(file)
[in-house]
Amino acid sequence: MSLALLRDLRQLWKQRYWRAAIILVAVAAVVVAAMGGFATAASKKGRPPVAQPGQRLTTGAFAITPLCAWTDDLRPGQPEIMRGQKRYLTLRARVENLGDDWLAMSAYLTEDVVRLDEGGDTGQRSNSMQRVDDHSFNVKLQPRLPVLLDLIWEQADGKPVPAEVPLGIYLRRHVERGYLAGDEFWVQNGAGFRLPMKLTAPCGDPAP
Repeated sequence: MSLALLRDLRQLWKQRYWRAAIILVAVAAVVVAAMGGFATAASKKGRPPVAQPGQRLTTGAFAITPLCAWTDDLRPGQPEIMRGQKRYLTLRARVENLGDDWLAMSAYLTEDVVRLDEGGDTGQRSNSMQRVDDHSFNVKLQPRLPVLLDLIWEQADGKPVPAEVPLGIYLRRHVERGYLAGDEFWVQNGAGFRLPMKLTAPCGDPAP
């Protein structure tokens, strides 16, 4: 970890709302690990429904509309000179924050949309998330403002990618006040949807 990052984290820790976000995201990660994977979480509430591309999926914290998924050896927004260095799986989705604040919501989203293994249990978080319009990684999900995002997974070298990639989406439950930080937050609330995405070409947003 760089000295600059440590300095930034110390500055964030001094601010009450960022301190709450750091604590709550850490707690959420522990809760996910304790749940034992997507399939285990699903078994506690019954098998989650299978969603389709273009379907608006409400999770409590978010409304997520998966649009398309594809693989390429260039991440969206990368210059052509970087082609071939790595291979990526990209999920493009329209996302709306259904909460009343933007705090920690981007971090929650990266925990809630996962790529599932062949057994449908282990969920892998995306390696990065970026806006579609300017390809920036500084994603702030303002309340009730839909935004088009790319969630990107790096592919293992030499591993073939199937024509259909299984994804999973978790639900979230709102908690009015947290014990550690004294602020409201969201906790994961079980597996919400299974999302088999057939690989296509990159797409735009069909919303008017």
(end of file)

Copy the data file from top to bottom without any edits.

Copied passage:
[in-house]
Amino acid sequence: MSLALLRDLRQLWKQRYWRAAIILVAVAAVVVAAMGGFATAASKKGRPPVAQPGQRLTTGAFAITPLCAWTDDLRPGQPEIMRGQKRYLTLRARVENLGDDWLAMSAYLTEDVVRLDEGGDTGQRSNSMQRVDDHSFNVKLQPRLPVLLDLIWEQADGKPVPAEVPLGIYLRRHVERGYLAGDEFWVQNGAGFRLPMKLTAPCGDPAP
Repeated sequence: MSLALLRDLRQLWKQRYWRAAIILVAVAAVVVAAMGGFATAASKKGRPPVAQPGQRLTTGAFAITPLCAWTDDLRPGQPEIMRGQKRYLTLRARVENLGDDWLAMSAYLTEDVVRLDEGGDTGQRSNSMQRVDDHSFNVKLQPRLPVLLDLIWEQADGKPVPAEVPLGIYLRRHVERGYLAGDEFWVQNGAGFRLPMKLTAPCGDPAP
């Protein structure tokens, strides 16, 4: 970890709302690990429904509309000179924050949309998330403002990618006040949807 990052984290820790976000995201990660994977979480509430591309999926914290998924050896927004260095799986989705604040919501989203293994249990978080319009990684999900995002997974070298990639989406439950930080937050609330995405070409947003 760089000295600059440590300095930034110390500055964030001094601010009450960022301190709450750091604590709550850490707690959420522990809760996910304790749940034992997507399939285990699903078994506690019954098998989650299978969603389709273009379907608006409400999770409590978010409304997520998966649009398309594809693989390429260039991440969206990368210059052509970087082609071939790595291979990526990209999920493009329209996302709306259904909460009343933007705090920690981007971090929650990266925990809630996962790529599932062949057994449908282990969920892998995306390696990065970026806006579609300017390809920036500084994603702030303002309340009730839909935004088009790319969630990107790096592919293992030499591993073939199937024509259909299984994804999973978790639900979230709102908690009015947290014990550690004294602020409201969201906790994961079980597996919400299974999302088999057939690989296509990159797409735009069909919303008017």